As part of our series on knitting and wellbeing, we’re delighted to introduce you to the fabulous Project Knitwell, a wonderful organisation that brings the peace and calm of knitting to people in need.
The seed (or first stitch!) for Project Knitwell started 27 years ago with the gift of a baby sweater to an anxious mom with a very sick baby. Carol Caparosa’s infant daughter Emily was hospitalized at MedStar Georgetown University Hospital (MGUH) – undergoing successive heart surgeries – and understandably, Carol couldn’t focus or concentrate. When a friend gifted a hand-knit sweater to Emily, a light bulb went off for Carol. The next time she went home, she grabbed some yarn and needles from deep inside her closet, and she brought them back to the hospital and began to knit. Slowly, with each stitch, Carol was able to regain a sense of calm and focus.
When Emily (who is now a pediatric nurse at another DC area hospital) was a teenager, Carol returned to MGUH and offered to teach knitting to moms with sick kids to help them cope with stress. That stitch grew into one row and then another, and Carol established Project Knitwell in 2010.
Since then, Project Knitwell’s team of volunteers has brought the wellness benefits of knitting not only to moms of hospital patients, but to patients themselves, to other family members, care-givers, and staff at several DC area hospitals, to formerly incarcerated women, those affected by housing insecurity, at-risk teens, those experiencing grief, and many others.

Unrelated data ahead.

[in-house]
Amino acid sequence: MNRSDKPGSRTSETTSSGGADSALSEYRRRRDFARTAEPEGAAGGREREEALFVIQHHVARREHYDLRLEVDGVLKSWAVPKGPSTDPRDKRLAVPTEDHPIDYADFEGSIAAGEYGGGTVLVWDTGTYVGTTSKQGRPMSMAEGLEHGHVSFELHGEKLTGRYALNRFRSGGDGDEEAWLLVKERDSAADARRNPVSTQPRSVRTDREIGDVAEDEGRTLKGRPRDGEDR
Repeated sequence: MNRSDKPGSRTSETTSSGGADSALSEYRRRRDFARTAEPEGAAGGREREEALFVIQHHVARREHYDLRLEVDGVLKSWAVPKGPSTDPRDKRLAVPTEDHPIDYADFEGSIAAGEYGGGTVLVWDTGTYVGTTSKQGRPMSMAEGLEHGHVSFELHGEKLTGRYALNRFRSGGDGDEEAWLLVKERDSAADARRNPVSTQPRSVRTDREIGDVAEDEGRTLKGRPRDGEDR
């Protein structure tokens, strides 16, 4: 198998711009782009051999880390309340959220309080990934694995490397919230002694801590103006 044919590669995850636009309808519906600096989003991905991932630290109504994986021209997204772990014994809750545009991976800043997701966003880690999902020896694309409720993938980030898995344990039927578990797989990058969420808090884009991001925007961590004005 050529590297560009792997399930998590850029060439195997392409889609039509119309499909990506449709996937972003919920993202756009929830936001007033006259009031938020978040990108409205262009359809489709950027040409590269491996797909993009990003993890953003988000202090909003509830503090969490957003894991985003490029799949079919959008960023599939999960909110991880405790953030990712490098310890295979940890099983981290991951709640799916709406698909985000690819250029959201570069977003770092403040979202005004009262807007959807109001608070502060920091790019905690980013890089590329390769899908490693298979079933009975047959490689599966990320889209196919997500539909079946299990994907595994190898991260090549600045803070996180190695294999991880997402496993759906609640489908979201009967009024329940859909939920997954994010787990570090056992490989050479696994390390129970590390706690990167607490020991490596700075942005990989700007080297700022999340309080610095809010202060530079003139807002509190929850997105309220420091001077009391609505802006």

In 2017, Project Knitwell served 550 unique individuals at a dozen sites in the D.C. area. All of Project Knitwell’s instruction and supplies are provided free of charge to the people we serve.
Those who receive our services often tell us, “Knitting makes me feel….”
- a sense of Pride
Being in a hospital or going through medical treatment or a life changing event are anxiety inducing. We hear often from the people we knit with how knitting is an antidote to anxiety, and how it engenders peace and calm.
Sachie, a cancer patient who knits with a group Project Knitwell sponsors at Smith Center for Healing and the Arts says: “(Knitting) really works well for me to maintain my spirituality in the midst of my anxiety.”
Many talk about the meditative quality of knitting: “Knit, purl, knit, purl… it’s like a heartbeat,” said another oncology patient at Virginia Hospital Center.
Emelia, an antepartum patient on hospital bedrest with a high-risk pregnancy told us that knitting helped her feel peaceful during the middle of the night: “I worked on the baby hat at 1 am when I couldn’t sleep….it helped.”
“Knitting helps me not to be in that head space of “why me” says Cynthia, a formerly homeless woman with PTSD whom we taught to knit at Street Sense in Washington, DC.
“Knitting provides calm and peace. I can invest my time and energy into myself and that is a beautiful thing.”
Sometimes people even tell us that their blood pressure goes down once they start to knit. We’ve heard this from antepartum patients, as well as from one of our knitters who came to a weekly group at So Others Might Eat (SOME) for abused or neglected seniors.